The Effect from Taxes on the Location of Patents A quantitative research on affiliates within European multinational enterprises
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- Master Thesis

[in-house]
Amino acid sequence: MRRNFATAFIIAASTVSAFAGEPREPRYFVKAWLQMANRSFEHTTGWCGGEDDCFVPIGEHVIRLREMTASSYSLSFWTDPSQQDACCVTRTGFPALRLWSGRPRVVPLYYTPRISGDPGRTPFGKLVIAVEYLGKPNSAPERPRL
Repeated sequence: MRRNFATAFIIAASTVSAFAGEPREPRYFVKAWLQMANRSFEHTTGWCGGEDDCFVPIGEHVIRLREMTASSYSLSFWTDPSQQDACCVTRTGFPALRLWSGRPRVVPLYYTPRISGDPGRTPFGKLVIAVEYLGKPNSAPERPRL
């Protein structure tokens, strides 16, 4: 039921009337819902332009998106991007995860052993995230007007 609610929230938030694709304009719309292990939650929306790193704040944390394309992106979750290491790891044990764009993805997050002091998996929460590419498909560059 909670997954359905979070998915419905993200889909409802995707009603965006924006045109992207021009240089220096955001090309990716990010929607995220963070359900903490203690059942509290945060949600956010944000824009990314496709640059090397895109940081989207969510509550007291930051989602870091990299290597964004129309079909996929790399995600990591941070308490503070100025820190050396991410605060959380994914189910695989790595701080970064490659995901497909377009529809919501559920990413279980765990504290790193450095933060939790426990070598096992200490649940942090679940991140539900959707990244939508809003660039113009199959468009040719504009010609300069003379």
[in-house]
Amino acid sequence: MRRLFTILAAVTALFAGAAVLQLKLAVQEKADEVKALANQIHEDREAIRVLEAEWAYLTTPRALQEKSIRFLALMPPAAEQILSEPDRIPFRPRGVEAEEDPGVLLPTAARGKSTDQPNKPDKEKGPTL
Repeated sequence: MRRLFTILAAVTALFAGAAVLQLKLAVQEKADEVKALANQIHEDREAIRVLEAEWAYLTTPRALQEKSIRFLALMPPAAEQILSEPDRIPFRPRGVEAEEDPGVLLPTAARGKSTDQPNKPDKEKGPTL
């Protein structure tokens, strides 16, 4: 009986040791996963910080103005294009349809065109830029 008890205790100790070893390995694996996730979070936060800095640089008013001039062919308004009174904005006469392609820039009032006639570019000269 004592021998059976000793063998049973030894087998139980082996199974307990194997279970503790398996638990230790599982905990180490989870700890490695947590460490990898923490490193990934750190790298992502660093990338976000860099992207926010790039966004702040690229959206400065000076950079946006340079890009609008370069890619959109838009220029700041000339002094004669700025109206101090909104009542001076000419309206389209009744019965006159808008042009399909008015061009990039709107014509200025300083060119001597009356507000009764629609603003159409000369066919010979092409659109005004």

In this thesis, we examine how multinational enterprises strategically allocate their patents in order to reduce the consolidated tax burdens. It is crucial to acknowledge the importance of patents in profit shifting, because it concerns a considerable proportion of lost revenues for European countries. These types of profit shifting strategies have been studied by several researchers previously, but many of them have lost their topicality. Patent box regimes and changes in statutory income tax rates have changed the tax regulatory environment in Europe substantially. However, the effect of these recent changes has received little attention by academics. This thesis aims to fill this academic gap by providing empirical results from a dataset that has a high degree of recency, which thus includes relevant tax deductions from implemented patent boxes. In order to investigate how patents are being used in profit shifting activities, we have adopted the empirical approach from Karkinsky & Riedel (2012). Furthermore, to provide a basis of empirical evidence of profit shifting, we have used a model based on the methodological approach from Böhm, Karkinsky, Knoll, & Riedel (2015). This is a logistic model that estimates the probability of the patent inventor and the patent applicant being geographically separated. By doing so, we provide empirical results that will contribute to strengthening the validity of our main analysis. In the last part of this thesis, we investigate whether high- or low-quality patents are predominantly used in profit shifting activities. Hence, this thesis aims to help tax authorities identifying which patents are more likely to be used in profit shifting activities. Finally, the associated semi-elasticities will be calculated in order for the results to be comparable to previous literature.